See colonial cooks in action Saturday at AJ Birthday Celebration

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By Greg Summers

When Scots-Irish settlers migrated to the Carolinas in the 18th century, they brought familiar names like Lancaster, Chester and York with them.

They also brought what they had learned from cooking in the open hearths of their homes in Ireland and the Pennsylvania settlements.

Those attending the annual Andrew Jackson Birthday Celebration on Saturday at Andrew Jackson State Park will get a brief glimpse of colonial cooking from demonstrations by the Cooking Guild of the Catawba Valley.

And the trick to the cooking that fed a young Andy Jackson hasn’t changed one bit, said William Rubel.

Rubel, author of “The Magic of Fire: Hearth Cooking; One Hundred Recipes for the Fireplace or Campfire,” said the cooking fire was the key to preparing colonial meals.

“It is difficult to compare hearth cooking with cooking on a modern kitchen stove because the open hearth is so much more than a place to cook. The firelight that casts its spell over the room – that entwines lovers – and infuses everything cooked on the hearth with a touch of magic,” Rubel said.

Those early American cooks had to infuse the dishes with a touch of originality, too.

Food was more seasonal because of a lack of refrigeration, with settlers depending on what they could get at that time of the year, said Rachel Baum. She is the family and children specialist for the Cultural and Heritage Museum of York County.

“This is a place where men and women cooperated with each other and incorporated their children to help with everything, from growing and gathering their own food to chopping wood, hauling water and getting the fire going early,” Baum said.

“You are cooking for a larger family – about seven people – and the meals aren’t going to be very elaborate affairs. Everything had to be prepared from scratch.”

According to “Scots-Irish in the South Carolina Upcountry” by Brandon Smith, the settlers assimilated food from America with their traditional food from Scotland and Ireland.

At first, Smith said they tried to live off what nature offered from Ireland and Scotland – Irish potatoes, some wild fruits, certain nuts and berries and several types of fish. But they quickly integrated their diet with crops like corn, cabbage, sweet potatoes, squash, pumpkins and new varieties of beans seasoned with smoked or salted pork.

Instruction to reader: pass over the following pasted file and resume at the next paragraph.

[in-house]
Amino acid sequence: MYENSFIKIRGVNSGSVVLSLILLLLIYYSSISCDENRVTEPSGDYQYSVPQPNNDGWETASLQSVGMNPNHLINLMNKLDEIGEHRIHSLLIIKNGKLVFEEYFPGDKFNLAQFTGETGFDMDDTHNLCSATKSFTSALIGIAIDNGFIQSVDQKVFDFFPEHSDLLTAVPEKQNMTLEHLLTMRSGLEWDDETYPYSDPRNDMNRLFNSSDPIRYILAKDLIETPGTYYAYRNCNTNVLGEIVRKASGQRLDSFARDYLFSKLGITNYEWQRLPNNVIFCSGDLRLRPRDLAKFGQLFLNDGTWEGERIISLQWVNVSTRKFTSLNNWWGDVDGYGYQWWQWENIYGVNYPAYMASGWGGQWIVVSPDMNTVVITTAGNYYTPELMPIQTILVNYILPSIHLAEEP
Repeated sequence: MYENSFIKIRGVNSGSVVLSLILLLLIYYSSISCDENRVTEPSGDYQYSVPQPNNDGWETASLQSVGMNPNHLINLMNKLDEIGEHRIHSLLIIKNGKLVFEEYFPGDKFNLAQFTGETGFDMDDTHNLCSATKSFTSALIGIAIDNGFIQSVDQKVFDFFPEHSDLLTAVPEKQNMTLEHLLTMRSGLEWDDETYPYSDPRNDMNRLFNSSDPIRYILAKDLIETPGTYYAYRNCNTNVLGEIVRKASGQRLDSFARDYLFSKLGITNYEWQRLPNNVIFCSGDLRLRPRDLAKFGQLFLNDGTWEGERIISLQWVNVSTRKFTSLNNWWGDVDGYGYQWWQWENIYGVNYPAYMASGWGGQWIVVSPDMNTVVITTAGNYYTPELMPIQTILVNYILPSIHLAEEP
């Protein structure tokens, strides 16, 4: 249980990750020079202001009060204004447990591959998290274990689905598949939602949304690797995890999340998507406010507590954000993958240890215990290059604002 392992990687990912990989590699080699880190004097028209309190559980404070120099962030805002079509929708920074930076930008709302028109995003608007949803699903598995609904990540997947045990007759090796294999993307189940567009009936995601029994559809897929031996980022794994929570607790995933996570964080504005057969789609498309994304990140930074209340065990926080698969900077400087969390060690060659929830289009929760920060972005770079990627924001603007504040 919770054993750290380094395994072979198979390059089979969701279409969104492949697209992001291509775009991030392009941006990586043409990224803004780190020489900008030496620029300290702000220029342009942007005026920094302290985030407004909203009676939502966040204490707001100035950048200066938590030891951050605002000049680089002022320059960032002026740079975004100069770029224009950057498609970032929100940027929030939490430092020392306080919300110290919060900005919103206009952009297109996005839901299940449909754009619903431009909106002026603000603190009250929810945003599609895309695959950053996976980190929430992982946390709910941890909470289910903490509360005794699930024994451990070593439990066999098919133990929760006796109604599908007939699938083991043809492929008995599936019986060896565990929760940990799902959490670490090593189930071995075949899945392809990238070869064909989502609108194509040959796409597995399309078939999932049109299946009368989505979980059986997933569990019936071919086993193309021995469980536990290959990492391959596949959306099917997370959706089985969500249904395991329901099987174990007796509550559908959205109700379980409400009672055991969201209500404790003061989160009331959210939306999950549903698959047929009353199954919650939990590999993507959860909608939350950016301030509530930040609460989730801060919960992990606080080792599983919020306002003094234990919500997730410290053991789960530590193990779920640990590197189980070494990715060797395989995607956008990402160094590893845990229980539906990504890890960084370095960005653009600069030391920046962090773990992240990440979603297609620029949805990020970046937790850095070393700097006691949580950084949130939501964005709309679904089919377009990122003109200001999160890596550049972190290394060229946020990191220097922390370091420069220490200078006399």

“Some people may have had chocolate or coffee to drink, but these are things they bought, if they could find them,” Baum said.

Commerce was a key part of what cooks in the late 1700s could do, said Linda Gedney, a member of the Cooking Guild of the Catawba Valley.

“It really depends on where you were and if you had access to the spices and herbs that were imported,” Gedney said. “Your circumstances would definitely dictate what you could do.”

According to “The Backcountry Housewife: A Study of Eighteenth-Century Food,” by Kay Moss and Kathryn Hoffman, fruits and meats were not laced with preservatives.

However, it was heavily salted and generally richer and more fatty because of the lard it was cooked in.

Gedney said common cooking herbs included thyme, sage, chives, savory, sorrel, lettuce, cloves, allspice, nutmeg, ginger, pepper, bay leaves, onions, onions stuck with cloves, horseradish, vinegar, beer and wine.

Since very little sugar was available, ginger, cinnamon, mace, nutmeg, molasses, lemon peel and rosewater were used to sweeten dishes.

Much of a cook’s day was spent surviving until the next day and preparing stores for the future.

Breakfast, which was eaten after several hours of work, included dishes like apple pie, fat meat and sauerkraut, cold turkey, Indian hoe (corn) cakes, fried hominy and buckwheat pancakes.

Lunch, which was served about mid-afternoon, was the main meal of the day for the settlers. Lunch dishes included meat and carrots, sausage and dried pumpkins, dumplings, pig’s feet and head and turnips, beans and butter, salad and wild pigeons.

Moss and Hoffman said supper would have been a lighter, early evening meal that sometimes included a one-pot dish like porridge or bread and milk, pumpkins, dumplings and salad.

“It wasn’t a very exciting diet,” Baum said.

Colonial-style Chicken Chowder


4 whole chicken breasts (split)

3 cups of water and 2 chicken bouillon cubes or 3 cups chicken broth

3 ribs celery

2 medium onions, chopped

2 bay leaves

1 teaspoon salt

1 teaspoon thyme

1/2 cup rice

1 can cream-style corn

2 cups milk

Several dashes hot sauce


– Preheat oven to 350 degrees.

– Cook chicken, water, bouillon cubes (optional), celery and bay leaf for one hour (over open fire, if you have one).

– Strain broth and return to pot.

– Remove bone and skin from chicken and tear into bite-size pieces.

– Add chicken, salt, thyme, rice, hot sauce, cream-style corn and milk to pot.

– Cook for 30 minutes until rice is tender.

– If chowder is too thick, add more milk.

– From cooks.com